Here in Michigan, with the exception of a handful of cities, you can be evicted from your home for being gay. You may also be fired for the same reason. I find that unacceptable. It’s actually unacceptable for everyone else in the state too, no matter what their political or personal beliefs may be, because it’s turning the same people away from living here that we are investing so much time and money to attract.
I wrote on this topic in a recent column in The Bridge, and it got a little bit of attention. The concept was based on the fact that we’re already spending so much on placemaking here in Michigan to attract and retain people in my own generation, we can’t continue to maintain and promote social policies that are detracting those same people. Really, it’s not a partisan argument. It’s just a simple, calculated line of logic that suggests we strengthen the investment we’re already making.
An interesting thing happened after the column ran. A lot of people read it. Oh, I’m sorry, did I say interesting? I meant a super cool, awesome, amazing thing. Among those readers were the folks at Michigan Radio, who invited me to be interviewed on Stateside with Cynthia Canty. Fast forward through my jumping up and down and clapping and giggling and general rabid excitement over getting to be on my very favorite show on my very favorite media outlet ON THE PLANET, and I was nervous. Not only to be interviewed, but for my opinion to be broadcast so far and wide. Would that be OK? Would it hurt my career? Would it hurt anyone’s feelings?
Now that the column is out and the interview has aired, I honestly still don’t know the answers to those questions, but I was left with a surprise result: I have even more to say about this. And I kind of want to say it, no matter how scary that may feel.
One of the questions Cynthia asked me during our interview was what Millennials themselves are doing to make Michigan the kind of place we want it to be. It was a super question, because one of the most stunning data points about my generation is that we are the least politically active ever. I considered saying, “Well, I mean, I just wrote 600 words on the topic, so I guess my work here is pretty much done,” but it occurred to me that sarcasm and news radio don’t always complement each other.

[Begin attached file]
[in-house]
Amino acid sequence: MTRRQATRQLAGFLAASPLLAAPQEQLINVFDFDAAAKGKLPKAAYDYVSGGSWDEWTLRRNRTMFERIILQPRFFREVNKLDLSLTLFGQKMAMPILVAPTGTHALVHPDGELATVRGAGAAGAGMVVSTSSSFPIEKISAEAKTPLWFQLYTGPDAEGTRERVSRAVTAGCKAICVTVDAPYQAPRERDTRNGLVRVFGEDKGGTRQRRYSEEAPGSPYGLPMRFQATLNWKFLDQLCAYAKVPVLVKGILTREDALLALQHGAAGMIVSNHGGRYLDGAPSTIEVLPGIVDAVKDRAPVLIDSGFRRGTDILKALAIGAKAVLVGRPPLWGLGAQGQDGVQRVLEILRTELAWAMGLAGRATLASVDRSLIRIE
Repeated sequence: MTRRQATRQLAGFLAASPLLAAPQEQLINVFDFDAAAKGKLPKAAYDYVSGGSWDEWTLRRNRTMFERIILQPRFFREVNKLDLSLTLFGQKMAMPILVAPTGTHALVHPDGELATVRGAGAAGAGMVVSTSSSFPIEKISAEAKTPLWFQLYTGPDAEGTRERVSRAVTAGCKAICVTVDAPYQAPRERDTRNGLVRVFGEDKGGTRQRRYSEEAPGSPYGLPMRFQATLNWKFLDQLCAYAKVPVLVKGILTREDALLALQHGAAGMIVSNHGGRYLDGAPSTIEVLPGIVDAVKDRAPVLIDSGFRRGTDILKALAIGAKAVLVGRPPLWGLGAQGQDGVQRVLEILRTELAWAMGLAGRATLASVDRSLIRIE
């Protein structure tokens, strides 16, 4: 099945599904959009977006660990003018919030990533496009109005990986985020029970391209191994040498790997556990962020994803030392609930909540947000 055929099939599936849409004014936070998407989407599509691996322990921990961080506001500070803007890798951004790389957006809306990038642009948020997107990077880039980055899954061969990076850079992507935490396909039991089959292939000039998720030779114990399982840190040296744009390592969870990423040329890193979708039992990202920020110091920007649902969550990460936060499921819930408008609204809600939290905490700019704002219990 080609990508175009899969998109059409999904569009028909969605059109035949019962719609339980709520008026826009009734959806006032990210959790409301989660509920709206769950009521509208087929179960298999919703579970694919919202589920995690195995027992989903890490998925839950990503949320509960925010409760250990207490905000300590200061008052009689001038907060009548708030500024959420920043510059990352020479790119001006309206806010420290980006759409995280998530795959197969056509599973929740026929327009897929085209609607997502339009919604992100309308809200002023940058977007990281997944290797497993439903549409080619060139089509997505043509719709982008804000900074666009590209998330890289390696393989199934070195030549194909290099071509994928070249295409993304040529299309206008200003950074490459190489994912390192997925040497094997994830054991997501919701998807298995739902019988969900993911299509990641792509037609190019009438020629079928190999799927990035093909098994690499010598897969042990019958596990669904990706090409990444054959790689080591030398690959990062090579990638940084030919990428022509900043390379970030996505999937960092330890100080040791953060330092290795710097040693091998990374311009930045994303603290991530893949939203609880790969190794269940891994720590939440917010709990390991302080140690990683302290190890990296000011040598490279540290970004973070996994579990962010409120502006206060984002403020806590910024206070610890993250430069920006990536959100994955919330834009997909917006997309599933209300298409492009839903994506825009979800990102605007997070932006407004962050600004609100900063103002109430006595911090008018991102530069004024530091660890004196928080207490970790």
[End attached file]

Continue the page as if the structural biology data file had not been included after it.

While I was answering the question though, some gears in my heads started whirring that have not stopped since. Writing a column about it isn’t enough. Maybe even writing a whole lot about it won’t be enough. What can I do to make sure Michigan doesn’t continue down the path of becoming an increasingly dangerous place for women’s healthcare? What am I doing to stave off ongoing attacks on our poorest citizens? Not a whole lot so far.
If I honestly feel that Michigan’s success is tied to attracting more young professionals to the state, and that these things are deterring them, I don’t really have the option of not doing anything, do I? Do we? So I’m looking at you guys — us, the children of the 80s and 90s who want to make Michigan a better place to live — what are we going to do about it?